1995 Toyota Paseo - Stalls after accelerator is released. Need new ECM?


Hello folks. I hope you can help me with my friend’s car. It’s a '95 Toyota Paseo (I believe the same engine as a Tercel).

It had an oil leak, which I found to be the camshaft oil seal. In replacing this, I also replaced the timing belt. Other recent work: new spark plugs, new distributor cap & rotor.

Before I did any of this work, the car had a problem where it would lose power during moderate to hard acceleration. I decided I would not mess with that until after the oil leak was fixed.

Anyway, after I fixed the leak and put it back together, I started it up and it ran like a champ! Even the acceleration problem was much better. I attributed this to a stretched old timing belt, which must have thrown the timing off enough to cause that problem.

BUT! Then I found out that after the car warms up to operating temp, it has a WORSE problem now. Now, the engine stalls (and sometimes completely dies) after the accelerator is RELEASED. So if you rev it up, then let off (either gently or abruptly), it stalls or dies.

I have the factory repair manual, and have followed steps for troubleshooting the MAP sensor circuit. The MAP sensor is behaving normally.

The only other cause the manual lists for such behavior is an EGR system problem, but EGR only came on California cars, or cars with an auto transmission. This car does not have an EGR.

So, the last step in the manual flowchar is “Try another ECM”.

Is there anything you guys can think of that I am overlooking, before ordering a new computer?

Any suggestions appreciated!


Before I replaced the ECM, I would make sure that the Idle Air Control (IAC) motor is working correctly. This is what allows the engine to idle correctly. Try cleaning the throttle body with emphasis on the idle air control passage. It is possible the pintle is gummed up and sticking once the engine is warm.


If the engine does not have an air leak then it could be the Idle Air Control valve as mentioned. The IAC is a controlled air leak, at least in theory. :slight_smile:

How did you set the ignition timing? There is usually a test connector that must be grounded or jumped before setting the timing.
Failure to do so will throw the timing way off and it can also cause a problem like this.


Following the factory manual, I used marks stamped on the engine to align the crankshaft and camshaft when replacing the timing belt. As I mentioned, before it warms up it runs very well. Only after 5-10 minutes of running does it behave badly.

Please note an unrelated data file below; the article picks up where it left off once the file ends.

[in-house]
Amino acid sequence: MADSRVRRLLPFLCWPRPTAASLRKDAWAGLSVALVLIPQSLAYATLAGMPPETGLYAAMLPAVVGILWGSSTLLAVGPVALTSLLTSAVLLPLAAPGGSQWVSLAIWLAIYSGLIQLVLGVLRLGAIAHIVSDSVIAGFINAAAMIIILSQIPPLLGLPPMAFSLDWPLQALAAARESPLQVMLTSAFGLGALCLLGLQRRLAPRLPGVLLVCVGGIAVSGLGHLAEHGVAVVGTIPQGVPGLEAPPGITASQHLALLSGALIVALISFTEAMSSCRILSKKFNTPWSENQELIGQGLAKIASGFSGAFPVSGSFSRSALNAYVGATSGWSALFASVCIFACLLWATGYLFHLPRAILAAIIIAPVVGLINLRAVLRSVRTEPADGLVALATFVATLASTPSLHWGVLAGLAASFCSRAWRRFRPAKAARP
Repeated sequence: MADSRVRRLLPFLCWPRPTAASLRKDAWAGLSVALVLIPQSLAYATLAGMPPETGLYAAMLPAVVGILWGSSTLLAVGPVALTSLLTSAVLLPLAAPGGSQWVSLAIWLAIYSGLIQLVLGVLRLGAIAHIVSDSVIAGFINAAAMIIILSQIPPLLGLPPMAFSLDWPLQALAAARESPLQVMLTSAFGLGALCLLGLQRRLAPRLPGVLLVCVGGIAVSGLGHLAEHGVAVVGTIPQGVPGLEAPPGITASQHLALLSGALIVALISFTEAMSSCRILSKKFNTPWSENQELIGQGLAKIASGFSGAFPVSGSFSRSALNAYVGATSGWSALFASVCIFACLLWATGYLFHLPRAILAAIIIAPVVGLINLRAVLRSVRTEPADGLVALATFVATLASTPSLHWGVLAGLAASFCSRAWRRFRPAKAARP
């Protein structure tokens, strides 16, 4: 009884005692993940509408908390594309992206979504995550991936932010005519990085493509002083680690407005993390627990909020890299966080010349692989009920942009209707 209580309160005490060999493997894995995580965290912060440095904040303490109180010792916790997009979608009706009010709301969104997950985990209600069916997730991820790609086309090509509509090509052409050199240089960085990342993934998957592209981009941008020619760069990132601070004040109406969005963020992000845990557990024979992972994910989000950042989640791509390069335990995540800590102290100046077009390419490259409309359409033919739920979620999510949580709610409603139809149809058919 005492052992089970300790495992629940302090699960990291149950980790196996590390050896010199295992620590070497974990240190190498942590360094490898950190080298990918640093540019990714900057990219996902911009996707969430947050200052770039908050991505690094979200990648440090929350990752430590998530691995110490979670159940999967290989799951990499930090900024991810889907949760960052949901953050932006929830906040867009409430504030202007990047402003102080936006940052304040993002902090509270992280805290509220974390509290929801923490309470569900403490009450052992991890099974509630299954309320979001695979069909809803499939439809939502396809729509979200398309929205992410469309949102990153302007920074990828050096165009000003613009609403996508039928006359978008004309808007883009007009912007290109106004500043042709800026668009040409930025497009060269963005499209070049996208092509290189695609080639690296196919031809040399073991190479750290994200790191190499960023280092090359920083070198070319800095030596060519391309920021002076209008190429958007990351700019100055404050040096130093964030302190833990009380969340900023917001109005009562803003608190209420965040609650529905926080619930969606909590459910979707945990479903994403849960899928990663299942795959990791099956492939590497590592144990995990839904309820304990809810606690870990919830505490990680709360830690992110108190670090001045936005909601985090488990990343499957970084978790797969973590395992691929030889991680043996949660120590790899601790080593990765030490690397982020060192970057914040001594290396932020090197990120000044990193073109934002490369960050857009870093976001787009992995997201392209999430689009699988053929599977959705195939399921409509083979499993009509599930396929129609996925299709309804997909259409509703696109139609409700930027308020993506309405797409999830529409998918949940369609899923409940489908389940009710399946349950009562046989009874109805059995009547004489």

I’ll double-check the timing to make sure it hasn’t gone funny. And I will check the IAC and clean the throttle body.

Thanks for the suggestions! I will post after I try these steps.


Hope everybody had a fun July 4th.

I checked the timing on this car and adjusted it slightly. It was running at about 15 deg. BTDC, and specs called for 10 degrees. After doing this, I revved the car a few times and the stalling problem seemed to be gone! I was able to drive the car, and it ran like a champ again.

I was very excited. But, when I got back from driving for about 30 minutes, and came to a stop, it started idling badly again. This time it did not fully die, but the RPM went from 900 to about 400, then came back, then about 30 seconds later repeated.

I checked the timing again and it’s still 10 deg, but the car seems to be idling badly because the timing mark drifts at idle, between about 8 degrees and maybe 12.

What could cause this?

Side note: I cannot find the Idle Air Control valve… I know what one looks like after finding it online, but the parts databases only seemed to offer one for an AUTO transmission. Is it possible that a manual does not have the same valve? Or, where is it that I’m not looking?

Any help much appreciated.


For me, it’s a coin-flip about which component could be at fault. It’s not just engine temperature change, because the problem occurs after 30 minuets. You should follow your Haynes or Chilton’s manual and check ALL the sensors and control valves with a multimeter. If you put a vacuum gage on the engine while it’s running, it would probably show the vacuum swinging. But, is the poor idle causing this, or, is there a vacuum leak? Hard to tell. The iac (idle air control) valve is probably attached to the TBI (Throttle Body Injector) housing. It has three hoses attached to it. I wouldn’t change it without cause. It’s pricey at $124. + If the check engine light has come on, read its flashes. The connector to jumper is probably under the hood. The ecm may flash a trouble code even if the check engine light doesn’t come on.


It sounds like a fault in the electronic spark timing system (or knock sensor) system.

Have any fault codes been set?

Check the knock sensor. If it’s malfunctioning and sending irratic signals to the ECM, the timing will fluctuate.



Sounds like an Idle Air valve problem. The car should have on that looks like this and should be mounted on the throttle body near the throttle lever:

Sometimes removing and cleaning them helps and other times it may need replacement.